I have had directors/camerapersons telling me that it would be good if I made my skin lighter as I was playing an educated upper class woman! If I get told all this, despite most people knowing my stand, I wonder what the other dark women are subjected to.

Without exception, I have stood my ground, as I really do feel comfortable in my skin…literally! I would be told by the make-up man that I need not worry as he was an expert in making people look fair. The glorification of fair skin has been there in our films for a very long time. This reflects the bias of society. In subtle as well as blatant ways, our language has things like uska rang saaf hai (his/her colour is clean) for fair people as if dark skin is dirty. It is tough to combat a mindset that finds many manifestations in our songs, stories, myths and fables. In Bollywood, most times if you are dark then you are right for the role of a village woman, slum dweller et al but an urban affluent character always must be a fair-skinned person.

Today, independent films thankfully deal with stories that are more real and edgy, and often about those who are marginalised. And as the characters are more realistic, there is really no need to put on too much make up and we can actually be ourselves. Mainstream cinema, by its very definition, wants to appeal to the maximum number of people and if society itself is deeply biased towards fair skin, then obviously all its reflections will have the same bias. While the bias exists in society, films, TV soaps, ads can play an important role in not further stereotyping what is “beautiful”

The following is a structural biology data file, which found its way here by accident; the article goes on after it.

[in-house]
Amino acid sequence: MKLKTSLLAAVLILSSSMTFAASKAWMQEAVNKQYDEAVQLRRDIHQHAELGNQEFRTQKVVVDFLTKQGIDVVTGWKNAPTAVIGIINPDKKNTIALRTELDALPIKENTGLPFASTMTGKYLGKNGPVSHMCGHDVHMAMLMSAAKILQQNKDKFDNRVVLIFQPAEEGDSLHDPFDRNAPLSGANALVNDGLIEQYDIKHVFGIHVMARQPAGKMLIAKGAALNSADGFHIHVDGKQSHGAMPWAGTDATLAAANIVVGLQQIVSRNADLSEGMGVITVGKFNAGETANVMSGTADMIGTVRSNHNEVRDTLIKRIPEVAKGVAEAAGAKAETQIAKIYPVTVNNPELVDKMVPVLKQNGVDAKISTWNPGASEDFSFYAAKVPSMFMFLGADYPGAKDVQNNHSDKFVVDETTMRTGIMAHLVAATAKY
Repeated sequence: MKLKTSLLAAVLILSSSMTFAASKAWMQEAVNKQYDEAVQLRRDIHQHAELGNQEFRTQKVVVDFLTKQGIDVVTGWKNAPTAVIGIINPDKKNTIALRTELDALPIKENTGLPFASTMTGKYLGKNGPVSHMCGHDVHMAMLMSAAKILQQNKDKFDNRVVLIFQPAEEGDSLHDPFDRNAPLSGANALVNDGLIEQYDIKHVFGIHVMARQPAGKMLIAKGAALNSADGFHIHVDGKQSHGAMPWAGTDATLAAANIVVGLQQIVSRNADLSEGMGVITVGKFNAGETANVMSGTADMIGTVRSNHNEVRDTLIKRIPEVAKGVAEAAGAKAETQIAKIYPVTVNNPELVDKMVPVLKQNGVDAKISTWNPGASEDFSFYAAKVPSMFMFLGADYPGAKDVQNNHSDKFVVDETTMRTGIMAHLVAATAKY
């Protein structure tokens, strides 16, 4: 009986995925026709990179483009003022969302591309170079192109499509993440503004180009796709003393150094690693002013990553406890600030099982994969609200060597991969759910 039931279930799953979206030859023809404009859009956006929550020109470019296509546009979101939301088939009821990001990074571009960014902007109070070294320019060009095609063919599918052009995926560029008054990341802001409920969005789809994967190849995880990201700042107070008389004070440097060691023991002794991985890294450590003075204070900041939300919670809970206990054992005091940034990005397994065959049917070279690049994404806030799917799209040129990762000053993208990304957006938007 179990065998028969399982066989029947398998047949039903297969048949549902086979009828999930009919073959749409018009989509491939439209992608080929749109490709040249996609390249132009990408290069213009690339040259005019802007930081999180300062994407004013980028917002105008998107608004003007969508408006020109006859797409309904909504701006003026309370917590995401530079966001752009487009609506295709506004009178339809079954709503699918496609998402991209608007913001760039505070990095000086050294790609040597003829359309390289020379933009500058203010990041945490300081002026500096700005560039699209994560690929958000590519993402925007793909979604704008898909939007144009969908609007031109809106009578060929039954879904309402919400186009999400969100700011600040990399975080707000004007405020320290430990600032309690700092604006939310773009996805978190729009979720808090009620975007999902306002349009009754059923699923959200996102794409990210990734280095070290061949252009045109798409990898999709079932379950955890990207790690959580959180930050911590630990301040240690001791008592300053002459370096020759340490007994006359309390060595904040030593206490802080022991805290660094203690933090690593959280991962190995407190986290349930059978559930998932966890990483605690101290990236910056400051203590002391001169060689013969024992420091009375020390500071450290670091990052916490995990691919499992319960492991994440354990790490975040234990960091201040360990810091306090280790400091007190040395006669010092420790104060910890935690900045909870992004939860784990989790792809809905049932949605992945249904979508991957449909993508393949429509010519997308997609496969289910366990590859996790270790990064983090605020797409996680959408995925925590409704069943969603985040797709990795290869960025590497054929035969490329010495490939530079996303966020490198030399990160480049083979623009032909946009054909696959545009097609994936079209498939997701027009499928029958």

Instead of breaking down these harmful notions that are destroying many a young woman…and man, they are further associating fairness with success, love, marriage and overall acceptability in the world. While things have gotten worse with many more fairness products and the demand for fairer skin may have gone up, but then it wasn’t too different before.

The aesthetic sensibility is only a manifestation of the lack of respect for women as individuals. As long as women are objectified, they will be forced to buy into this story, that only if they were more “white/ thin/ beautiful” they would have a better chance in life, or that they would be good enough for this world. I believe such campaigns, debates, education and true empowerment of women will change things slowly. Each one has a responsibility, individually and collectively as a group because what we put out as a film industry impacts millions. It is for each person to decide what they should or should not do. No one can pass judgments but one hopes that each of us will have a social conscience that will guide us to act more responsibly.